Veteran King County sergeant fired for deception

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by LINDA BYRON / KING 5 News

Bio | Email | Follow: @LByronK5

KING5.com

Posted on December 4, 2013 at 8:19 PM

Updated Wednesday, Dec 4 at 8:40 PM

Andrea Alexander was hired by the King County Sheriff’s Office as a deputy in 1987 and moved up quickly through the ranks.  In 1994, Alexander was praised as an “excellent employee” and transferred, at her request, to the Special Assault Unit.  As a detective, Alexander led community meetings to notify residents about sex offenders moving into their neighborhoods.  In 2004, she was promoted to Sergeant.

But this past Monday, December 2, Sgt. Andrea Alexander was fired. 

According to this termination letter written by King County Sheriff John Urquhart and obtained through public disclosure, Alexander was fired for “proven deception” and for “refusal to accept responsibility” when confronted about a financial impropriety.

Alexander had been receiving a 2 ½ percent premium for working as a PTO (Patrol Training Officer).  But in April 2012 her boss moved her out of that position and failed to notify payroll.

Alexander continued to get the premium pay for nine and a half months, a total of $2018. 

According to the termination letter Alexander "admitted taking the money" but defended it by saying "I'm tired of doing someone else's work."  She also complained she'd been unfairly moved from her assignment as a patrol training officer.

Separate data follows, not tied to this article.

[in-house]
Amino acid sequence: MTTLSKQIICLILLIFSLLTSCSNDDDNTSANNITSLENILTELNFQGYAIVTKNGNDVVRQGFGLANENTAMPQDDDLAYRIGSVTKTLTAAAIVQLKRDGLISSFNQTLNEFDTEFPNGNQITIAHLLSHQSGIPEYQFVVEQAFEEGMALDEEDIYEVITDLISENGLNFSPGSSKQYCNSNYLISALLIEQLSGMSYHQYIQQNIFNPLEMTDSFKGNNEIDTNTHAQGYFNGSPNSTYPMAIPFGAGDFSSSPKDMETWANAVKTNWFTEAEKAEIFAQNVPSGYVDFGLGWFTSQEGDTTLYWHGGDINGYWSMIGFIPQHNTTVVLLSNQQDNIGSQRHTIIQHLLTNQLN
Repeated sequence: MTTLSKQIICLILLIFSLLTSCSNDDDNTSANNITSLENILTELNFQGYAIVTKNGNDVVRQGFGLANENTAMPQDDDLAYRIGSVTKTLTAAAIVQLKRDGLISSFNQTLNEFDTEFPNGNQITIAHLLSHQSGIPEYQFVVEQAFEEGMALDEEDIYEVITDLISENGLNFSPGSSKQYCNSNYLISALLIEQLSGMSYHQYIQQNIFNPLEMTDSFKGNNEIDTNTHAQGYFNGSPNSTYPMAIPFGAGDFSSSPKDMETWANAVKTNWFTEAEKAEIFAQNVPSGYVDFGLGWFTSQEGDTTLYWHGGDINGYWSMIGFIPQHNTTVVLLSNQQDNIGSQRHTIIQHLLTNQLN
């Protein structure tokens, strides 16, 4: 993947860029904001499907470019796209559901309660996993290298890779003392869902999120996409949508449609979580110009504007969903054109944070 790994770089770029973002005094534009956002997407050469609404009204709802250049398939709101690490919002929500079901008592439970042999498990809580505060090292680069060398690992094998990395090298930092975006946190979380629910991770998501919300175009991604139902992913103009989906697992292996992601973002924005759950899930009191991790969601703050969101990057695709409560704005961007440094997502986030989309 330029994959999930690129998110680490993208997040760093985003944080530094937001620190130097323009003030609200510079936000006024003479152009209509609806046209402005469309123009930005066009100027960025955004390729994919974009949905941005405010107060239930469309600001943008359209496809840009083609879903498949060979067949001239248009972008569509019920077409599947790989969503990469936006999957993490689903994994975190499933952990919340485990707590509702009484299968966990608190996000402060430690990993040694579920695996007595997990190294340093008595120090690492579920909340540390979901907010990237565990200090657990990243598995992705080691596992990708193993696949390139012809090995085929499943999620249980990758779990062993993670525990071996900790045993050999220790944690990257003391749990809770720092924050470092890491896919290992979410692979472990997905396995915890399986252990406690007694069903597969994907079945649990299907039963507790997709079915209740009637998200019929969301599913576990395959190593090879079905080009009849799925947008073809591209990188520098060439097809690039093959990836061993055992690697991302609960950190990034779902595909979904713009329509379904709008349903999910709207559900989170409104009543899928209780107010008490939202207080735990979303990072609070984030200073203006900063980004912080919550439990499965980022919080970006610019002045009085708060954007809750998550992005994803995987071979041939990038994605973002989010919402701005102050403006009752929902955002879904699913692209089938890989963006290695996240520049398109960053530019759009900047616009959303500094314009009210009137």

Following an internal investigation, Alexander’s precinct commander, Major Brad Thompson, recommended Alexander receive a 20 day suspension without pay, be demoted from sergeant to deputy, and pay restitution to the King County Sheriff’s Office.
 
Alexander requested a hearing, called a Loudermill Hearing, with Sheriff Urquhart to appeal the recommended discipline.  Instead of giving her a break, the sheriff gave her the boot.

Asked why, Sheriff Urquhart told KING 5:  “Because it was an important case.  It was a dishonesty case.  I think this was the appropriate discipline in this particular case. Simple as that."

It’s unusual for a sheriff to increase discipline following a Loudermill hearing, which is conducted at the request of an employee who wishes to explain or refute conclusions reached during an internal investigation.  Following the Loudermill hearing, the sheriff can lessen the discipline, leave it the same, or increase it.

In explaining his decision to fire Alexander, Sheriff Urquhart wrote:  “As Sheriff, I have to have trust and confidence in your honesty, candor and professional judgment. Your proven deception, and refusal to accept responsibility, whether viewed in isolation or together, have irretrievably damaged the trust and confidence that are necessary for you to be an effective member of this office.”

KING 5 was unable to reach Alexander for comment on her case.  

She has the option of asking the King County Police Officer’s Guild to fight her termination by taking it to arbitration.  Calls to the guild were not returned.

Alexander 2013 Loudermill Hearing Letter

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